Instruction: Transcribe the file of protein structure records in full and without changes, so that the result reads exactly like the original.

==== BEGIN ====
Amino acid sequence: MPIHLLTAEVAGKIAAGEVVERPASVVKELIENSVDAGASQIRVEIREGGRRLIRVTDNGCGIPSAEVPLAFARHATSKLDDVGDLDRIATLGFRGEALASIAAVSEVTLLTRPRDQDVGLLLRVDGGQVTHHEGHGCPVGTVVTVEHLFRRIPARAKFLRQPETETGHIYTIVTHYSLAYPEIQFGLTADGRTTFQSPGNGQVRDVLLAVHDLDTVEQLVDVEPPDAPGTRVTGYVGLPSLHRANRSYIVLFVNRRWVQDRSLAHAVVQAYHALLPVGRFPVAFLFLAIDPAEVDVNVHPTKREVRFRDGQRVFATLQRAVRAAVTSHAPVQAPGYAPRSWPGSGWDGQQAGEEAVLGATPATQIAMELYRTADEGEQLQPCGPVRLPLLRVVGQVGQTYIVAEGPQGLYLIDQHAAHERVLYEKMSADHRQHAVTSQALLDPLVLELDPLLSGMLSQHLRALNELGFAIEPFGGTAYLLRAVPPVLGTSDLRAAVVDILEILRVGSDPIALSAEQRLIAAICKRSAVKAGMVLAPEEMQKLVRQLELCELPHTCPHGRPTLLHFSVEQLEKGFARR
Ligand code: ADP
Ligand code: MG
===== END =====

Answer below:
Amino acid sequence: MPIHLLTAEVAGKIAAGEVVERPASVVKELIENSVDAGASQIRVEIREGGRRLIRVTDNGCGIPSAEVPLAFARHATSKLDDVGDLDRIATLGFRGEALASIAAVSEVTLLTRPRDQDVGLLLRVDGGQVTHHEGHGCPVGTVVTVEHLFRRIPARAKFLRQPETETGHIYTIVTHYSLAYPEIQFGLTADGRTTFQSPGNGQVRDVLLAVHDLDTVEQLVDVEPPDAPGTRVTGYVGLPSLHRANRSYIVLFVNRRWVQDRSLAHAVVQAYHALLPVGRFPVAFLFLAIDPAEVDVNVHPTKREVRFRDGQRVFATLQRAVRAAVTSHAPVQAPGYAPRSWPGSGWDGQQAGEEAVLGATPATQIAMELYRTADEGEQLQPCGPVRLPLLRVVGQVGQTYIVAEGPQGLYLIDQHAAHERVLYEKMSADHRQHAVTSQALLDPLVLELDPLLSGMLSQHLRALNELGFAIEPFGGTAYLLRAVPPVLGTSDLRAAVVDILEILRVGSDPIALSAEQRLIAAICKRSAVKAGMVLAPEEMQKLVRQLELCELPHTCPHGRPTLLHFSVEQLEKGFARR
Ligand code: ADP
Ligand code: MG